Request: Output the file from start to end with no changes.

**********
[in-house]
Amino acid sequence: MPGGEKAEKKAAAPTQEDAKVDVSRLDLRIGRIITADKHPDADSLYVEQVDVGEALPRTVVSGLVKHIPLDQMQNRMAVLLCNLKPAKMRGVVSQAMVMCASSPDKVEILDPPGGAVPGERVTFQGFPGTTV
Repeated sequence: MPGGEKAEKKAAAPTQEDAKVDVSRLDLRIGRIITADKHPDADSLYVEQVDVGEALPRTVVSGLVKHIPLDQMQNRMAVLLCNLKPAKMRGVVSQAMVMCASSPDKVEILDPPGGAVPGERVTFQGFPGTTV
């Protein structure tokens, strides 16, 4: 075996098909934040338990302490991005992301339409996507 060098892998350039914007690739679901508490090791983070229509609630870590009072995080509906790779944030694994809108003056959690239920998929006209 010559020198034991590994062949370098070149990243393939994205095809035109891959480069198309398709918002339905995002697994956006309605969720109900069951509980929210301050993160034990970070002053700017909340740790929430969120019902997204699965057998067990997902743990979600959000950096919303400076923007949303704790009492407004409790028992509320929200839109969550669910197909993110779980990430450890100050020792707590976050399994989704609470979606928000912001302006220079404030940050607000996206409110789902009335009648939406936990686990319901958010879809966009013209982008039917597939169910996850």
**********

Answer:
[in-house]
Amino acid sequence: MPGGEKAEKKAAAPTQEDAKVDVSRLDLRIGRIITADKHPDADSLYVEQVDVGEALPRTVVSGLVKHIPLDQMQNRMAVLLCNLKPAKMRGVVSQAMVMCASSPDKVEILDPPGGAVPGERVTFQGFPGTTV
Repeated sequence: MPGGEKAEKKAAAPTQEDAKVDVSRLDLRIGRIITADKHPDADSLYVEQVDVGEALPRTVVSGLVKHIPLDQMQNRMAVLLCNLKPAKMRGVVSQAMVMCASSPDKVEILDPPGGAVPGERVTFQGFPGTTV
């Protein structure tokens, strides 16, 4: 075996098909934040338990302490991005992301339409996507 060098892998350039914007690739679901508490090791983070229509609630870590009072995080509906790779944030694994809108003056959690239920998929006209 010559020198034991590994062949370098070149990243393939994205095809035109891959480069198309398709918002339905995002697994956006309605969720109900069951509980929210301050993160034990970070002053700017909340740790929430969120019902997204699965057998067990997902743990979600959000950096919303400076923007949303704790009492407004409790028992509320929200839109969550669910197909993110779980990430450890100050020792707590976050399994989704609470979606928000912001302006220079404030940050607000996206409110789902009335009648939406936990686990319901958010879809966009013209982008039917597939169910996850």